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Can marijuana kill dogs?

I was prompted to ask the question in the title because a person on had feverishly written, “HELP!! My dog ate a weed muffin.”

The person’s dog became sleepy and he could not stand. He vomited twice and puked a huge hairball the second time. The dog weighs 55 pounds and is docile. The person was looking for tips to deal with the crisis. The advice was to take him to an emergency animal hospital. That would cost about $1000.

Weed muffin

Weed muffin. Photograph is in the public domain.

My research using an insurance company indicates that marijuana can kill a dog indirectly if the concentration of the marijuana is strong enough and the dog falls into a coma and chokes on their vomit. Apparently there has been a 448% increase in cases of pets consuming marijuana over the past six years. I suspect that this applies to dogs eating human foods such as weed muffins!

With the legalisation of marijuana for recreational use in California in 2018, it is no surprise that dogs end up in hospital having consumed the stuff. If the foodstuff is high in THC concentrations and perhaps contains chocolate or raisins it is more dangerous to dogs and dogs do not react to marijuana as humans do. The effects are likely to last longer and be more intense for dogs. They have more cannabinoid receptors in the brain than humans.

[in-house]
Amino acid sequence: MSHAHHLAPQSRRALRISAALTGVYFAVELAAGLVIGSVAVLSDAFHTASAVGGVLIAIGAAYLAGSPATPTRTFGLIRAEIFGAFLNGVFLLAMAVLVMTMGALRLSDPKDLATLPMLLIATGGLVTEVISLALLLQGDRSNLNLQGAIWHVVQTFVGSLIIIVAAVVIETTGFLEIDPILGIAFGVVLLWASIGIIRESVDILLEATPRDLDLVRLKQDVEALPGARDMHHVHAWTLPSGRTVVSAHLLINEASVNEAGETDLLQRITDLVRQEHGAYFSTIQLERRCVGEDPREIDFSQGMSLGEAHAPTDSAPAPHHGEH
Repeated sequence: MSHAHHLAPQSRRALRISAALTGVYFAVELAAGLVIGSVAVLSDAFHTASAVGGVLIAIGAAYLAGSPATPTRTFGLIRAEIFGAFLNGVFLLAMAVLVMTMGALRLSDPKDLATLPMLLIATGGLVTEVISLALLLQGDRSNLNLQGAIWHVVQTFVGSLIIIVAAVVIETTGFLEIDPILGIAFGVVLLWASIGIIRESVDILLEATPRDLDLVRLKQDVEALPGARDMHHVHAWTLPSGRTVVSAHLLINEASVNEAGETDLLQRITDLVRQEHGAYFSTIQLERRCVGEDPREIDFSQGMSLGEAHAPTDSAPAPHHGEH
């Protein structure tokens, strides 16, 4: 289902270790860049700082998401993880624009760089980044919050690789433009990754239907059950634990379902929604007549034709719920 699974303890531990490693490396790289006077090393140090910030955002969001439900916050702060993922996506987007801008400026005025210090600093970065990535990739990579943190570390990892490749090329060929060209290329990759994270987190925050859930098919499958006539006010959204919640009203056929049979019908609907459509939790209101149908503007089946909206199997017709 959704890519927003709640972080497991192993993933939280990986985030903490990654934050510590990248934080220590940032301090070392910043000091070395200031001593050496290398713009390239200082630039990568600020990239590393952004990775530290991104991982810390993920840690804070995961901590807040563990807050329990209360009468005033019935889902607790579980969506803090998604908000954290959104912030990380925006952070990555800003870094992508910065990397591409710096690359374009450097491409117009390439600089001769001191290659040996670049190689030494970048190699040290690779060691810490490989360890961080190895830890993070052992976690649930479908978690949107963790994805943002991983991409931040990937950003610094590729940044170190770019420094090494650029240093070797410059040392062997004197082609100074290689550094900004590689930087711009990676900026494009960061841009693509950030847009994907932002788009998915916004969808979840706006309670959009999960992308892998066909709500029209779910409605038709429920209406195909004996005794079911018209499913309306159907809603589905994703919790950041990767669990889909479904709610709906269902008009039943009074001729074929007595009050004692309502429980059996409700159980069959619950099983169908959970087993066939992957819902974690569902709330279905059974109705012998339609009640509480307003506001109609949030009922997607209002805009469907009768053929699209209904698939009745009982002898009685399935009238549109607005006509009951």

It may take a couple of days for the symptoms to completely wear off. With proper care the dog should fully recover. It takes about 30 minutes to an hour for the marijuana to take effect. The eyeballs become dilated, the heart rate slows down and the dog will have difficulty in walking. In addition the other symptoms might include: drooling, vomiting, ataxia, disorientation, whining, howling, barking, dilated pupils, unusual eye movements, incontinence, breathing difficulties, collapsible shop, lethargy, agitation or hyperactivity and a rapid heart rate. The symptoms might not last long.

You should keep your dog hydrated with lots of water. In worst cases there might be seizures and coma. Under these circumstances you should contact an emergency veterinarian immediately. You can induce vomiting but you need to seek your veterinarian’s advice on that.

Clearly the best course of action is preventative but accidents do happen despite the best intentions. My personal view is that marijuana is not as benign and as beneficial as people make out. The strength of THC in these products is much higher than it was in the past and I think you will find stories of people occasionally suffering from psychosis through using marijuana. Further, it can be a stepping stone to harder drugs. It depends upon the person but the person doesn’t know whether they are susceptible to damage from marijuana. This leads one to the conclusion that all people should leave it alone.

In the UK, I am convinced that a substantial proportion of the working community, particularly young men, go to work on marijuana. They can’t work without it. This may particularly apply to young men in work concerning manual labour. It is not a good thing. How many accidents are caused on building sites because the worker is slightly high on cannabis?

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